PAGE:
Referring now more particularly to` FIGURE 4, valve body 286 houses a pressure sensitive four-way valve structure now to be described.
As shown, hydraulic piston rod retainer 285, which is provided with a seal 382, is retained in body 28d by means of a ring 283. Also mounted in the body between retainer 285 and a retaining ring 3nd is a valve liner 36S. Also mounted in the body between retaining ring 384 and another retaining ring 386 are a pair of spring housings 387 containing a spring 308, housings 307 being normally spaced apart under the influence of spring 308.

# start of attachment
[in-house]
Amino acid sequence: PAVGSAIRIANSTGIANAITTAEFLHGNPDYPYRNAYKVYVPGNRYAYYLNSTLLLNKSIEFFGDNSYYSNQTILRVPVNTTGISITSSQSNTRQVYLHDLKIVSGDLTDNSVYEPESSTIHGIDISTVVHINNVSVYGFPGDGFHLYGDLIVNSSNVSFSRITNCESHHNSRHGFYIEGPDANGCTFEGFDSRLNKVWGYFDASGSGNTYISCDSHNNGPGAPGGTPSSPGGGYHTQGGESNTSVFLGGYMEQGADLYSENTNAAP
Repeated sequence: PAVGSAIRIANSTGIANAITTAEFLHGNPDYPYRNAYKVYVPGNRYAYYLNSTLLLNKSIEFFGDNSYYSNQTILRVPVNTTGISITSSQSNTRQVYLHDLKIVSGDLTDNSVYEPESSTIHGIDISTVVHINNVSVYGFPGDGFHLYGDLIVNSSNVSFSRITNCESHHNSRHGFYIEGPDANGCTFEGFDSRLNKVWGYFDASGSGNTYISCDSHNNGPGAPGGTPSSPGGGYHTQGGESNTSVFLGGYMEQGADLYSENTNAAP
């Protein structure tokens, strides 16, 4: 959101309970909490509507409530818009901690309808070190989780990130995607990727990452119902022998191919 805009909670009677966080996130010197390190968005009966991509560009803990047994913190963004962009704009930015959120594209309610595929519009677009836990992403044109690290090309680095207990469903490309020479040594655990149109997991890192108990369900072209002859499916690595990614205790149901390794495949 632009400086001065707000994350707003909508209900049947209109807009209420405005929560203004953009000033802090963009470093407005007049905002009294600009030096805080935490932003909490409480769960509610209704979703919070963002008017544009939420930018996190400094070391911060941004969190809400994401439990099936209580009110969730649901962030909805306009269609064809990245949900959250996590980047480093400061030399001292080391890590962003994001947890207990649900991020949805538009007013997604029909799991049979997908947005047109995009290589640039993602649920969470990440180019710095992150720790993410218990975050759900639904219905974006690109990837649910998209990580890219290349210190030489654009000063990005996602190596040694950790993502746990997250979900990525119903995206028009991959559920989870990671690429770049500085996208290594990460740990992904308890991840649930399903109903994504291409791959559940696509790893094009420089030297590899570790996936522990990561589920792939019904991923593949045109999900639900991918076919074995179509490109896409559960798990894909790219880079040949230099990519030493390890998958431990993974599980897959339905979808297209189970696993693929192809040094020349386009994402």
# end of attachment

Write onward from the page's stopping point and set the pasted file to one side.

A shuttle valve member 369 is mounted in liner 385. Valve member 309 has has a pressure distribution chamber 315.8. Chamber Sill) has a port Sill leading to its forward face adjacent retainer 285, and communicating with the interior of piston rod 284 through opening 312 in retainer 285. Port 311 is normally closed by a check valve 313 under influence of a spring 31d. Chamber 3l@ has a small orifice Silla bypassing check valve 313.
An extension port 315 connects chamber Sill with a circumferential groove 326 in member 389 and a retraction port 3l7 connects chamber 318 with a circumferential groove SiS.
Member 389 also contains an exhaust passage 319 which is open rearwardly thereofV and which has a port 320 connecting with a circumferential exhaust groove 321 in member 389. Rings 322 provide pressure seals between the circumferential grooves, as shown.